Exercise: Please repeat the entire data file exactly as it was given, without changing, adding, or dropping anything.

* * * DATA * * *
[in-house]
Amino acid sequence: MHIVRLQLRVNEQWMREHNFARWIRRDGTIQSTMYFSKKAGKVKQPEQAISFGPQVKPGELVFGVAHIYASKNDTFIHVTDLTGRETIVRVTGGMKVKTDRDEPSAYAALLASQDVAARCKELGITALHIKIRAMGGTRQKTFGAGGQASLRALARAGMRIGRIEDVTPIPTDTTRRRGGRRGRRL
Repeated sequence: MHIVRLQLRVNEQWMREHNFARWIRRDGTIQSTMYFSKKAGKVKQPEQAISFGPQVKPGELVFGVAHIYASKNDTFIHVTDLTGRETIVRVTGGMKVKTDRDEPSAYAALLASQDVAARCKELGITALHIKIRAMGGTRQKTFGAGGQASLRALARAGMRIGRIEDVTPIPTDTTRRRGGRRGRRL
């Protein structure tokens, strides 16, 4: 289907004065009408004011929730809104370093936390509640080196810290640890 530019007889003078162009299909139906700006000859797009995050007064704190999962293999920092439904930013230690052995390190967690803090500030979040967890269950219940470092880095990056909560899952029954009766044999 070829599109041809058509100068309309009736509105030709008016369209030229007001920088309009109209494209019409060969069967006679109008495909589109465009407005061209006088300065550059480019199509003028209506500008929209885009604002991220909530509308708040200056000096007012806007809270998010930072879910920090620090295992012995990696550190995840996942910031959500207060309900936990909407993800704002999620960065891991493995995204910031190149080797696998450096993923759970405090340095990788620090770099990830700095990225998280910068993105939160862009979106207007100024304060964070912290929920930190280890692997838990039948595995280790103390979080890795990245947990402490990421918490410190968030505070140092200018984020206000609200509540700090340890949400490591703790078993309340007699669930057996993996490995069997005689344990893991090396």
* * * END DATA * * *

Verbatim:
[in-house]
Amino acid sequence: MHIVRLQLRVNEQWMREHNFARWIRRDGTIQSTMYFSKKAGKVKQPEQAISFGPQVKPGELVFGVAHIYASKNDTFIHVTDLTGRETIVRVTGGMKVKTDRDEPSAYAALLASQDVAARCKELGITALHIKIRAMGGTRQKTFGAGGQASLRALARAGMRIGRIEDVTPIPTDTTRRRGGRRGRRL
Repeated sequence: MHIVRLQLRVNEQWMREHNFARWIRRDGTIQSTMYFSKKAGKVKQPEQAISFGPQVKPGELVFGVAHIYASKNDTFIHVTDLTGRETIVRVTGGMKVKTDRDEPSAYAALLASQDVAARCKELGITALHIKIRAMGGTRQKTFGAGGQASLRALARAGMRIGRIEDVTPIPTDTTRRRGGRRGRRL
């Protein structure tokens, strides 16, 4: 289907004065009408004011929730809104370093936390509640080196810290640890 530019007889003078162009299909139906700006000859797009995050007064704190999962293999920092439904930013230690052995390190967690803090500030979040967890269950219940470092880095990056909560899952029954009766044999 070829599109041809058509100068309309009736509105030709008016369209030229007001920088309009109209494209019409060969069967006679109008495909589109465009407005061209006088300065550059480019199509003028209506500008929209885009604002991220909530509308708040200056000096007012806007809270998010930072879910920090620090295992012995990696550190995840996942910031959500207060309900936990909407993800704002999620960065891991493995995204910031190149080797696998450096993923759970405090340095990788620090770099990830700095990225998280910068993105939160862009979106207007100024304060964070912290929920930190280890692997838990039948595995280790103390979080890795990245947990402490990421918490410190968030505070140092200018984020206000609200509540700090340890949400490591703790078993309340007699669930057996993996490995069997005689344990893991090396």